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Monday, December 18, 2006


Hamas' position

Linda Jansen at Siratyst steers us to a very interesting interview just conducted with Hamas leader Khaled Meshaal. I'll let Linda to the excerpting:
R.R. [the German interviewer]: But the 2-state theory which the Americans are promoting – envisages a Palestinian state next to an Israeli state. Is this also absolutely: unacceptable for Hamas?

Khaled Meshaal: No. No. Let me say that the Hamas movement will only establish a Palestinian state within the borders of 1967 that includes the West of Jerusalem and the Westbank. Up till now Israel does not recognise this right for us. All the Palestinians are demanding is this right. But Israel keeps violating Palestinian rights and the West is unwilling to force Israel to recognise the Palestinian rights.
Even when President Bush talked about a Palestinian state, it was not clear cut. And Ariel Sharon and recently Ehud Olmert have made a lot of reservations about Bush’s proposal. They are rejecting the idea of an Israeli state within its 1967 borders. They want an Israeli state, which includes parts of the Westbank. Actually President Bush had even agreed to Sharon’s proposal for Israel to keep all of Jerusalem. And he agreed with Sharon to choose the right Palestinian leader who would accept all this.

R.R.: Have I understood you correctly that you would be prepared to negotiate with Israel and accept it within its borders of 1967, before it started its wars of aggression, stealing Palestinian land?

K.M.: Good, that has been made clear.

R.R.: In the West Hamas is generally depicted as being absolutely against talks with Israel and that Hamas only wants to drive the Israeli jews into the sea.

K.M.: This is not correct. Killing Jews is not our aim. For centuries we have lived in Palestine peacefully with Jews and Christians of all kind. We are fighting Israel because it occupies our land and oppresses our people. We are fighting Israel to finish this occupation. We want to live freely on our land just as other nations. We want to have our own country just like other people. But the Zionist movement came from all over the world to occupy our land. And the real owner of the land has been kicked out. This is the root of the problem.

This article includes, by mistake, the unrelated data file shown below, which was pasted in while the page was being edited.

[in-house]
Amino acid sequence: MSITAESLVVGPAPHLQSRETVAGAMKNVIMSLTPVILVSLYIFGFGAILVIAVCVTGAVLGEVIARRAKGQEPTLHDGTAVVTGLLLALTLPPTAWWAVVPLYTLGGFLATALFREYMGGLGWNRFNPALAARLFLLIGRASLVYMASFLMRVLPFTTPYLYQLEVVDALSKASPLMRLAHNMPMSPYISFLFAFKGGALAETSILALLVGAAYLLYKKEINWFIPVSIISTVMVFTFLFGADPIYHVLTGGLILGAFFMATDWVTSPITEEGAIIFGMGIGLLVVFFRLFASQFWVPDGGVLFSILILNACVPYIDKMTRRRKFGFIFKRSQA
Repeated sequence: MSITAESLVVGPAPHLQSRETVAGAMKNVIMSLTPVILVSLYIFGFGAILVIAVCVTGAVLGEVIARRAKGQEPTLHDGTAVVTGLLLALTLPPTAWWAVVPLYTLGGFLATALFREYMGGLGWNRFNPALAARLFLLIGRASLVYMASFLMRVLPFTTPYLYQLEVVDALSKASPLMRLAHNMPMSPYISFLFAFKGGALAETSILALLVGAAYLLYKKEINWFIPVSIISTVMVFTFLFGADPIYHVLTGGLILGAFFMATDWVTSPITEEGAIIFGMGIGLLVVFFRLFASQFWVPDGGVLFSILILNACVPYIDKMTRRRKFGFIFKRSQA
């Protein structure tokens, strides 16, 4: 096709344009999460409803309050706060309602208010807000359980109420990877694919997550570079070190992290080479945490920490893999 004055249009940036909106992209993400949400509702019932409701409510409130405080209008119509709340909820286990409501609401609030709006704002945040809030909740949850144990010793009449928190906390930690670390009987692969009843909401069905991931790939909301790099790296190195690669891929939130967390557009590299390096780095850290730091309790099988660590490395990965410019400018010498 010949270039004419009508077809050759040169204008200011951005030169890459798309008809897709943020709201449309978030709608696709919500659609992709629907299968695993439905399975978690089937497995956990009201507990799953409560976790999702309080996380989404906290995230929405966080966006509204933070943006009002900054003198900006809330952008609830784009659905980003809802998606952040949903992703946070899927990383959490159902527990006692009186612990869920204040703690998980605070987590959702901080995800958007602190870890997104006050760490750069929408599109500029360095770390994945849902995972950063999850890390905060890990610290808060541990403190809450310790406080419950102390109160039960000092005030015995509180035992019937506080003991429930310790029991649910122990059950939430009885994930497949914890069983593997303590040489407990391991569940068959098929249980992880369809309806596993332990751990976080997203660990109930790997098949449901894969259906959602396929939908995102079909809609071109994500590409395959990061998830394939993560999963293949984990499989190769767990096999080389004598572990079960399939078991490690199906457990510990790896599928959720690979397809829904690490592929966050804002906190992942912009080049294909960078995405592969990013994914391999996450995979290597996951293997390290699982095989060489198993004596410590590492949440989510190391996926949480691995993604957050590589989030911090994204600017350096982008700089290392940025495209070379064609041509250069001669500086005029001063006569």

Because of many factors, we now accept to build a Palestinian state within the borders of 1967. But that doesn’t mean that we recognise Israel. But we are prepared to make a long term truce with Israel. Accepting the status of Israel without recognising it.

R.R.: But, no recognition? Doesn’t that mean continued tensions and war?

K.M.: No. There are plenty of examples where no recognition does not mean war. China and Taiwan for example have not recognized each other but they trade and cooperate with each other. – By withholding a formal recognition we just don’t want to give Israel the legitimacy for having taken our land in the first place.
Meanwhile, phony Tony Blair is preaching about the "democracy" inherent in having Mahmoud Abbas call an illegal election to get the elected Hamas government out of office, not to mention the "democracy" inherent in using British (and American and Israeli) money to tip the scales in that election. All at the same time, of course, as talking about the "threat to democracy" in Lebanon, where people are peacefully protesting in huge numbers (somewhere between 1/4 and 1/3 of the entire country) demanding the government resign (a perfectly legal, i.e., democratic, option in virtually every country in the world, even, believe it or not, the United States.)

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